I've hated Ronald Reagan as long as I could remember. First, because I was punk, and then, as an adult, the Gipper would give me so many, many reasons to loathe him. But there are two chief reasons that remain at the forefront: his tenure as Governor of California led to significant cuts in the mental health care system which in turn led to the not only the high volume of violent crimes later committed by those who should have been hospitalized for schizophrenia, etc but also the vast influx of Vietnam Veterans onto American streets, essentially creating the homeless nation that still exists today. And then, there is AIDS.
Here we are, in October of 2014, watching the Ebola crisis finally hitting the U.S. Where it goes, nobody knows, but we are already seeing a botched effort to contain the disease.
As of today, there are 36 million people living with HIV/AIDS and 36 million people who have died of the disease over the past 55 years (including those who perished up to 22 years before the disease was identified). Will Ebola be the next AIDS? Interestingly enough, the main epidemiologist working at the Centers for Disease Control at the onset of AIDS had been in the field during the 1974 discovery of the Ebola virus.
I watch the panic unfolding on the news, on social media and I think about this book. I read it nearly 20 years after the first American contracted HIV and yet, my heart was pounding as I read this book. There are lessons to be learned.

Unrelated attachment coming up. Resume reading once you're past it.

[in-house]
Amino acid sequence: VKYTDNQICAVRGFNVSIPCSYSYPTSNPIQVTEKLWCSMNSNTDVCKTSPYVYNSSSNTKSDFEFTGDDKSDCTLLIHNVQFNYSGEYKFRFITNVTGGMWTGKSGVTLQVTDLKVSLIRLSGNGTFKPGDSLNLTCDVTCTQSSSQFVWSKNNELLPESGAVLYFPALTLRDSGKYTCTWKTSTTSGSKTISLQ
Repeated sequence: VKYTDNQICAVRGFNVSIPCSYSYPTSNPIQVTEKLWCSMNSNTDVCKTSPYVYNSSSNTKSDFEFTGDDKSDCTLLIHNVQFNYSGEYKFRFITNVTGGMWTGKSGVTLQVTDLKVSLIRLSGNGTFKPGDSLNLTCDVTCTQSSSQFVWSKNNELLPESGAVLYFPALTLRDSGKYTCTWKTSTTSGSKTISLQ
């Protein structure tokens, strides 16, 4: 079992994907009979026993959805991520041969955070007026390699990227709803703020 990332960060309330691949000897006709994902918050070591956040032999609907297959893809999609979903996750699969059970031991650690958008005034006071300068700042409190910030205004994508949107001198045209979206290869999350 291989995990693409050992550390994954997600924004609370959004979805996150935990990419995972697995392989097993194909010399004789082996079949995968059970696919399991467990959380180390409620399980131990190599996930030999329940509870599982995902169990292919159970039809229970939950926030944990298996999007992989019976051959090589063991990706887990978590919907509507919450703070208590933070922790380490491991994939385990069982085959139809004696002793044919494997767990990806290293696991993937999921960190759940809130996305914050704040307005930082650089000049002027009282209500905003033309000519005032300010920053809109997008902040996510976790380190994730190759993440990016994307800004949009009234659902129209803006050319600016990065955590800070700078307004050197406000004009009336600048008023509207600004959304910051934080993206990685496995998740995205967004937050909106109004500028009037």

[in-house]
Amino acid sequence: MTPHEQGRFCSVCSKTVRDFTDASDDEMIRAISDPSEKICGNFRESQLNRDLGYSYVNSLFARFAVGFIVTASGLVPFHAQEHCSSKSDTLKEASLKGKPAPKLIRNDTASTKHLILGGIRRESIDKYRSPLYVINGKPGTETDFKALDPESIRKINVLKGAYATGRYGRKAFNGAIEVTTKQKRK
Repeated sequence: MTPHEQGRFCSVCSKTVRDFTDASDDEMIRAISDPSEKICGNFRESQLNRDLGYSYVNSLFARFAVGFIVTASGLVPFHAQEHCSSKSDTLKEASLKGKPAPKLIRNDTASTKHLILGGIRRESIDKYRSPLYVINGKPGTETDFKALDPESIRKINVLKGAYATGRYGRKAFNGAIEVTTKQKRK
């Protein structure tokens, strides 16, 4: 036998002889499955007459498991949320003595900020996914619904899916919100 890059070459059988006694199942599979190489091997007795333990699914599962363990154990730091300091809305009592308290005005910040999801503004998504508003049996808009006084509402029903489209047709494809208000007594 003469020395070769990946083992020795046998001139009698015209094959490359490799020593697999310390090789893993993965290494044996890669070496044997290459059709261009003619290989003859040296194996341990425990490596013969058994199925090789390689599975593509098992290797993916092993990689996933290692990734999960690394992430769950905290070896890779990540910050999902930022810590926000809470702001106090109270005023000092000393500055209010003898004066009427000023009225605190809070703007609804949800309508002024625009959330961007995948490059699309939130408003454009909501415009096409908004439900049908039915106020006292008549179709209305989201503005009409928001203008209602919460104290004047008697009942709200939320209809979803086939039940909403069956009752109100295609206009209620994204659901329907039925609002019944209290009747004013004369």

Middlebrook is simply a first-rate biographer. She manages to piece together all the ragged threads of Anne Sexton's life and work: the possible sexuaMiddlebrook is simply a first-rate biographer. She manages to piece together all the ragged threads of Anne Sexton's life and work: the possible sexual abuse as a child, the postpartum depression that led to her first hospitalization, the affairs, the alcoholism, the immense talent and the galloping madness that would ultimately take the poet's life in 1974. There is so much background information here: Anne's surviving family, her doctors and her fellow poet-friends all provide much needed and valuable background. But key to fleshing out Anne are the recordings she and her doctors agreed to make, as Anne would "fugue" out after most psychiatrict sessions. These recordins allowed her to listen back and make notes and understand her experiences, but they also allow us to understand this pivotal and profoundly damaged woman and the poetry she created....more